Ongoing market rate developments:
• Evergreen waterfront project: 70 cottage-style homes, 200 apartments
• 10th Street student housing: 600 beds
• Cannon equipment site: 387 dwellings
• Main and Market apartments: 60 apartments
• 700 Block of market street: 70 apartments
• Ross Hotel: 50 apartments
• Unum parking lots: unknown
Source: news reports
As Chattanooga officials hash out subsidies to attract affordable rental developments to the city's downtown core, a half dozen new housing projects are moving forward without any help from taxpayers that will add more than a thousand apartments from the Southside to the Riverfront.
Though the apartment projects are in various stages of planning and construction, officials say the progress on new market rate housing is an indication of strong demand for new rental dwellings across the city, regardless of taxpayer financing.
"The underlying market, interest rates and rent make the projects worth doing," said developer John Clark, who built the Walnut Commons project near the Tennessee Aquarium. "Traditionally, the [tax breaks] have just been the icing on the cake."
In a sign of surging demand for apartment housing, River City Co. is in finalizing contracts for developers to renovate the Ross Hotel on Patten Parkway and the 700 block of Market Street.
The Ross Hotel will transform into around 50 units of so-called workforce housing, which will consist of small studio apartments. Such housing typically allows residents to sacrifice space in exchange for lower rents and a downtown location, supplying the workers needed to keep downtown humming.
"It is a whole different concept for these young creatives," said River City President Kim White, who said she expects to make an announcement within two months on the affordable housing project.
White is also finalizing a contract within the next 60 days for the storied 700 block of Market Street, which has stewed in development hell for the past decade after neither a private developer nor the Chattanooga Housing Authority were able to complete a previous attempt to build housing on the now-barren site.
But now, by allowing potential developers to build a complex on site with fewer strings attached, White said that builders warmed to the idea of building new apartments in the city's downtown core.
Other projects are further along. John Wise is in the midst of building a 60-unit apartment complex at the corner of Main Street and Market Street, creating a gateway for Chattanooga's Southside.
Developers in 2013 announced a $40 million project on Riverfront Parkway that will support 70 cottage-style homes and 200 apartments. That project is ongoing.
Another development group announced in July that it would build 387 dwellings at the former Cannon Equipment site on Riverside Drive, well within striking distance of downtown.
Yet another developer has signaled that it could build as many as 600 new beds targeted at UTC college students on 10th Street downtown, near M.L. King Boulevard.
Even Unum, the Chattanooga-based disability insurance giant, has hinted that it may pursue mixed-use housing on some of the parking lots it owns downtown, which were replaced with new parking decks adjacent to its headquarters.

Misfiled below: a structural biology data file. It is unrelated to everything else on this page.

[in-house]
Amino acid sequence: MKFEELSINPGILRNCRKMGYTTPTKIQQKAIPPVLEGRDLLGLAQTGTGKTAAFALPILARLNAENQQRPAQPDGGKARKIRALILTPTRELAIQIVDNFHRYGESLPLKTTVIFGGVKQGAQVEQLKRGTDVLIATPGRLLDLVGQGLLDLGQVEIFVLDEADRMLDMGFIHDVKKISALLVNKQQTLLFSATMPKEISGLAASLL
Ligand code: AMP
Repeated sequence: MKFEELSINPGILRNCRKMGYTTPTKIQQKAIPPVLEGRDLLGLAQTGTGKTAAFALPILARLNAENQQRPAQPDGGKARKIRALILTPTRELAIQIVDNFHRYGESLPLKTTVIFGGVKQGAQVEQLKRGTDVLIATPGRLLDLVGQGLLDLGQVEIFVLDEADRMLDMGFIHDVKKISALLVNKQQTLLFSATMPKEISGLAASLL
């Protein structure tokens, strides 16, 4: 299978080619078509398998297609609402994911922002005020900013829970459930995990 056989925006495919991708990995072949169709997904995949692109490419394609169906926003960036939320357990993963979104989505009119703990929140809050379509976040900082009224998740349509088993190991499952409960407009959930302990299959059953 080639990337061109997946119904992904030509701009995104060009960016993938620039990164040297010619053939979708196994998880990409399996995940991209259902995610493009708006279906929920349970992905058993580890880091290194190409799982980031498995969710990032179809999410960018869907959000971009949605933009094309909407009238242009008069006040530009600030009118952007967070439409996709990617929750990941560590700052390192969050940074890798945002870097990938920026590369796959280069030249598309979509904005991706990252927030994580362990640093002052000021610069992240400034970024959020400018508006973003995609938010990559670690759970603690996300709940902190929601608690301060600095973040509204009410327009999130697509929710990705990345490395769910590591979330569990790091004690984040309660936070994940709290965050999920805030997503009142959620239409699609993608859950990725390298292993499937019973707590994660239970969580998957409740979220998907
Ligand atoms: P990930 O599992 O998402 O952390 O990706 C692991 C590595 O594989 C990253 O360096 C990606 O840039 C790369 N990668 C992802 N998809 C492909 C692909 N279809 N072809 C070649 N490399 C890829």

The insurer has completed a study with River City Co. and the Lyndhurst Foundation to come up with a live/work/play mixed-use development that could add hundreds of new apartments, condos or both downtown.
"At the moment, we don't have any concrete offers on the table, but the study envisioned a mix of residential, retail, office and hotel, depending on the actual location of the property," said Jim Sabourin, vice president of corporate communications for Unum. "Those closest to the river are considered more attractive for residential and retail use, as you can imagine, while others are more suited for office and multi-purpose."
If developers follow through, the rash of planned apartments could begin to make a dent in pent-up demand for an estimated 2,400 units of downtown housing, White said.. But developers won't stop there.
Once the city's vacant or underused lots are absorbed, the next step could be to reuse some of the nearly 1 million square feet of empty office space, transforming those spaces into apartments and condos.
"We have so many underutilized office buildings that could be converted," White said. "We show 1,100 units of housing that could be converted from empty office buildings, but it's small batches of 40 or 60 units."
One of the reasons that repurposing old offices hasn't taken off like the so-called greenfield developments in which developers start with a clean slate is the expense, White said. With the city now considering offering property tax breaks to help spur downtown housing, the idea of recycling old office buildings becomes more palatable.
"That kind of stuff is expensive, that's why it's good to have incentives to get people to do multifamily units there," she said.
But as space becomes an issue, don't expect to see as many sprawling apartments with lots of bedrooms sporting astronomical price tags, she said. Instead, smaller units with lower rents will be all the rage.
"I think what you're going to see is developers do smaller apartments, push for studio and one-bedroom, smaller, more affordable units for people who live, work and play downtown," White said. "People just need a place to sleep, and downtown itself is their amenity."
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